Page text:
Tuesday, January 12, 2016

The Worst of Both Worlds

In a classic case of what the French call "L'esprit D'Escalier"

(Staircase wit - a thought which comes to you just too late to be used, as when the perfect response to a comment occurs as you are on the staircase outside after leaving a room,)

I thought this afternoon of a better name for the series of blog posts which I began yesterday under the title

"The wrong reasons to vote leave or remain."

If there are any more articles in this series - and unless the quality of much of the debate on both sides of the EU referendum argument manages to improve, there will be lots of material for it - they will have the headline "The Worst of Both Worlds."

I had some feedback from one "Leave" supporter who felt that my previous article was very helpful to his side.

I had speculated, only half in jest, whether Nigel Farage might have been paying Dutch journalist  Joris Luyendijk to produce articles like "It's time for Europe to turn the tables on bullying Britain," with the deliberate intention of provoking British electors to vote leave. My friend said that whether it was an intentional "false flag" or not, this dreadful article would make most people who read it more likely to support Brexit even without any commentary pointing out some of the huge holes in it.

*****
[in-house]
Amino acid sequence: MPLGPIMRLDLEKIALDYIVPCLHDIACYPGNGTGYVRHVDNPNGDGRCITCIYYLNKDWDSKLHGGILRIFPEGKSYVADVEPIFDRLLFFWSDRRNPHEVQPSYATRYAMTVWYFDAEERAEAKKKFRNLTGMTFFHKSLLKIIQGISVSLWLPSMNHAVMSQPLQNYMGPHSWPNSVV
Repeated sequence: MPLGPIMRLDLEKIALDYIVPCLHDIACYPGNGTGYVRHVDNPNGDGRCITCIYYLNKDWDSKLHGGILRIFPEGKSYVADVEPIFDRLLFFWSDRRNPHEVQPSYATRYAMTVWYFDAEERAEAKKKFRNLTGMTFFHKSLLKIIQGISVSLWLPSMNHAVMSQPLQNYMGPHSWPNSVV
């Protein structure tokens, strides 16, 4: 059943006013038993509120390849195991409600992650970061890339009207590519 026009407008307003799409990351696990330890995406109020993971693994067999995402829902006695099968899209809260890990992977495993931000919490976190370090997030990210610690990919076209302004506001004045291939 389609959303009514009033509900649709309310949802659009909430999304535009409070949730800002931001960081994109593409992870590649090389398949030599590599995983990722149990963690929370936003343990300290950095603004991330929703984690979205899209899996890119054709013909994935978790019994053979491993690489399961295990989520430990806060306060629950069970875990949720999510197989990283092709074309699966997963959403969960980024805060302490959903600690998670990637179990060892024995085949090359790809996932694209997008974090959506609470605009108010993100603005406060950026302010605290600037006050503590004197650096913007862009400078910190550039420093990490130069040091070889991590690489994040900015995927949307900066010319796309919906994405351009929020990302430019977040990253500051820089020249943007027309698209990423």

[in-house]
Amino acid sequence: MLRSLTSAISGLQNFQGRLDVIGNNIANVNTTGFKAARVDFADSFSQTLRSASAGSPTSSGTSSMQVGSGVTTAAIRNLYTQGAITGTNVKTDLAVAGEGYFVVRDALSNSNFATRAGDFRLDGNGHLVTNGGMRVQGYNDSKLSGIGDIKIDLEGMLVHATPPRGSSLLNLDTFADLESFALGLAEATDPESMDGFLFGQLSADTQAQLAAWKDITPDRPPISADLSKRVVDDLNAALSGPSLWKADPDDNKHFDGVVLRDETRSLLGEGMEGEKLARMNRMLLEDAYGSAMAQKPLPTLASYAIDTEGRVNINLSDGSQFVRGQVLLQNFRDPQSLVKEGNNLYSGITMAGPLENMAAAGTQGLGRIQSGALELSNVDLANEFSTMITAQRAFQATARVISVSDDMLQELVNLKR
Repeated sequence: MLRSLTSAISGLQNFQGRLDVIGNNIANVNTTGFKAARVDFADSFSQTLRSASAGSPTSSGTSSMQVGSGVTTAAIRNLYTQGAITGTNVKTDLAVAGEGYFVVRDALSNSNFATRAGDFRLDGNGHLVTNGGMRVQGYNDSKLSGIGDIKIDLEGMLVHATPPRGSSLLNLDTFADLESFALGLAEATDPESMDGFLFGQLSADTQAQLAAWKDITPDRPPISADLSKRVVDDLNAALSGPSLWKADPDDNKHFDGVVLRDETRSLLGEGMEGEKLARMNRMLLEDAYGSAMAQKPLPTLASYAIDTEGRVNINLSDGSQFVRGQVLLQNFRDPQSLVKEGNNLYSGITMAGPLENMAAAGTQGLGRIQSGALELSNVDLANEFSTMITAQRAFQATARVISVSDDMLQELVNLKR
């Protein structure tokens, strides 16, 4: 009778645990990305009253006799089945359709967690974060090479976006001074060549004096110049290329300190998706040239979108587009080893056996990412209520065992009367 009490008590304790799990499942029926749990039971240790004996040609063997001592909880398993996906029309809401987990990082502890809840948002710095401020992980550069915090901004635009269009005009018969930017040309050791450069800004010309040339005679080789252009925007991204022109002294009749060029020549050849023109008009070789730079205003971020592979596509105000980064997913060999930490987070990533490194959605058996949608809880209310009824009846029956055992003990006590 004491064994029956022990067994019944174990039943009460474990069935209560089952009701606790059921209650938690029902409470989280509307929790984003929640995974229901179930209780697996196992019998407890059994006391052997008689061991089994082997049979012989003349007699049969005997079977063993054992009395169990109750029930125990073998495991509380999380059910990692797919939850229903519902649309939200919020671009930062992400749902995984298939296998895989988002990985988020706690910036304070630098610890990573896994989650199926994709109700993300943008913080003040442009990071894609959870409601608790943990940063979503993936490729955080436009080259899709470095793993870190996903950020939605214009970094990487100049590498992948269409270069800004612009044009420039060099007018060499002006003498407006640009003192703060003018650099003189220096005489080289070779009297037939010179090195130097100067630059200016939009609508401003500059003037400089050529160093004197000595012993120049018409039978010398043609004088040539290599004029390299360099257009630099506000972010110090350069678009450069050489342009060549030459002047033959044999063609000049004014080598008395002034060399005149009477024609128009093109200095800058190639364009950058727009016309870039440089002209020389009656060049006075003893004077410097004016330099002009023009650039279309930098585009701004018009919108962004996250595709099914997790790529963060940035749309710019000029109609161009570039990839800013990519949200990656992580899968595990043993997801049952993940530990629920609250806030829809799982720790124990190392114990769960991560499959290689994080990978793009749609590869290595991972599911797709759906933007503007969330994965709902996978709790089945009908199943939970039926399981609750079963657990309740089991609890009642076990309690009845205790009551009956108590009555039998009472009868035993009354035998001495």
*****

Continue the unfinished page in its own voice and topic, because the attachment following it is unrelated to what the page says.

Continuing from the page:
Well, the comments below the article certainly suggest he had a point. It was, in fact, the only time I have ever read the comments on a Guardian website article and agreed with 90% of them.

About a third of the comments were from Brexit supporters and were taking aim at such a perfect target that even the average Kipper could hardly fail to find a valid reason to criticise it, and all but 10% of the rest were from "remain" supporters who could nevertheless see what an awful article it was: mostly variants on "I shall probably vote 'remain' but this nasty, spiteful article made me want
to vote 'leave.'"

There you go, an attack on Britain so mind-bogglingly offensive that it made some Guardian-reading liberals find their inner patriot in response. Result!

Oh, how did I reply to my friend?

"True," I said, "But from my perspective both the Guardian article and the Leave.eu cartoon were false flags: both made me want to vote the opposite way from how they appeared to be intended."

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